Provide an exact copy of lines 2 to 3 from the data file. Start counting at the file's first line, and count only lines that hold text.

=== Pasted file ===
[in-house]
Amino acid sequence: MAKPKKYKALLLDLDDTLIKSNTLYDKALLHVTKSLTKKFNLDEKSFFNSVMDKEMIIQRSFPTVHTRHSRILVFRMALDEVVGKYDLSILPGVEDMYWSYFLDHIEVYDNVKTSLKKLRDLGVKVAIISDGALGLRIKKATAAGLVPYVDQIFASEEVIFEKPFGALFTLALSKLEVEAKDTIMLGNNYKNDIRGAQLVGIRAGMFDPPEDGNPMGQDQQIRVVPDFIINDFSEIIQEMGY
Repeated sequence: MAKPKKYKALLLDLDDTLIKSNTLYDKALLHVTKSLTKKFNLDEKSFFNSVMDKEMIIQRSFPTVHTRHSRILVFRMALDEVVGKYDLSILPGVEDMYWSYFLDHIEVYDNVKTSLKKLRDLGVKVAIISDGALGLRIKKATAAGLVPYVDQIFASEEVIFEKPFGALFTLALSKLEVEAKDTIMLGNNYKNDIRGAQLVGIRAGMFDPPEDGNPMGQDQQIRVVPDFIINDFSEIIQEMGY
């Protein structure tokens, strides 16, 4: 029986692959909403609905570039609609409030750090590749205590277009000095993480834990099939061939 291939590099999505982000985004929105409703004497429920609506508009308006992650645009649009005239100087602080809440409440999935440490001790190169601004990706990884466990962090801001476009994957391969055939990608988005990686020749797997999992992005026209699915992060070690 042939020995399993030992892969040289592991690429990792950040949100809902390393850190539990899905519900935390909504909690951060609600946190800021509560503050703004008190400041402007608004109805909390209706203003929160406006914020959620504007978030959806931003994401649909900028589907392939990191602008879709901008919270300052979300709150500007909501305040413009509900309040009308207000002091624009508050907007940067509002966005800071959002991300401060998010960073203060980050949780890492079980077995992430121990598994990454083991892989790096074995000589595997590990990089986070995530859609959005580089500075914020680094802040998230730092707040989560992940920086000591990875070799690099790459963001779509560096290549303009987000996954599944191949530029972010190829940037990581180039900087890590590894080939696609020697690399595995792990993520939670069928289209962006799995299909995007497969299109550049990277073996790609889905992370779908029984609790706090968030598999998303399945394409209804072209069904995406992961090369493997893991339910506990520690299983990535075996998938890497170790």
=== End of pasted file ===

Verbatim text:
Amino acid sequence: MAKPKKYKALLLDLDDTLIKSNTLYDKALLHVTKSLTKKFNLDEKSFFNSVMDKEMIIQRSFPTVHTRHSRILVFRMALDEVVGKYDLSILPGVEDMYWSYFLDHIEVYDNVKTSLKKLRDLGVKVAIISDGALGLRIKKATAAGLVPYVDQIFASEEVIFEKPFGALFTLALSKLEVEAKDTIMLGNNYKNDIRGAQLVGIRAGMFDPPEDGNPMGQDQQIRVVPDFIINDFSEIIQEMGY
Repeated sequence: MAKPKKYKALLLDLDDTLIKSNTLYDKALLHVTKSLTKKFNLDEKSFFNSVMDKEMIIQRSFPTVHTRHSRILVFRMALDEVVGKYDLSILPGVEDMYWSYFLDHIEVYDNVKTSLKKLRDLGVKVAIISDGALGLRIKKATAAGLVPYVDQIFASEEVIFEKPFGALFTLALSKLEVEAKDTIMLGNNYKNDIRGAQLVGIRAGMFDPPEDGNPMGQDQQIRVVPDFIINDFSEIIQEMGY